Stress of combat reaches drone crews

A good question falls out from the experience of the Air Force with drone pilots that fly missions in war zones on the other side of the world.

“Crews sometimes see ground troops take casualties or come under attack. They zoom in on enemy dead to confirm casualties. Psychologically, they’re in the middle of combat. But physically most of them are on another continent, which can lead to a sense of helplessness.

“That lack of control is one of the main features of producing stress,” said Air Force Col. Hernando Ortega, who discussed results of a survey of Predator and Reaper crews at a recent conference inWashington, D.C. They ask themselves, he said: “Could I have done better? Did I make the right choices?”….”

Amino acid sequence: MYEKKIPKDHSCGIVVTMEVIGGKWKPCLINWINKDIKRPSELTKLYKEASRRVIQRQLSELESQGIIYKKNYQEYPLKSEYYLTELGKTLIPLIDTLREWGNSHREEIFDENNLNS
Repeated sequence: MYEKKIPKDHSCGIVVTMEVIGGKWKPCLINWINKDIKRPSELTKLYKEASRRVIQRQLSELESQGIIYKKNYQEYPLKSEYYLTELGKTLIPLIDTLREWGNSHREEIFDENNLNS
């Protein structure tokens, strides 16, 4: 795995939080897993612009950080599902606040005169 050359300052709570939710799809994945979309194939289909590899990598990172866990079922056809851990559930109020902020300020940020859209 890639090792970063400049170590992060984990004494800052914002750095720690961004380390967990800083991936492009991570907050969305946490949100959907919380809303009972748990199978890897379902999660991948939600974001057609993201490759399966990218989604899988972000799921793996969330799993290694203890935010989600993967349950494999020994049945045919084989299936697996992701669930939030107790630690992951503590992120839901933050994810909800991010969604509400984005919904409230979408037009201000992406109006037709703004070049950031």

Now think in terms of a person in prison who has no control over their environment and living in a room with 80 plus roomies in a prison dorm. Not for just one night but for an average sentence of 5 years. This will give new meaning to stress that is not at all unlike the drone pilots in the US flying drones in Iraq or Afghanistan.

Stress of combat reaches drone crews

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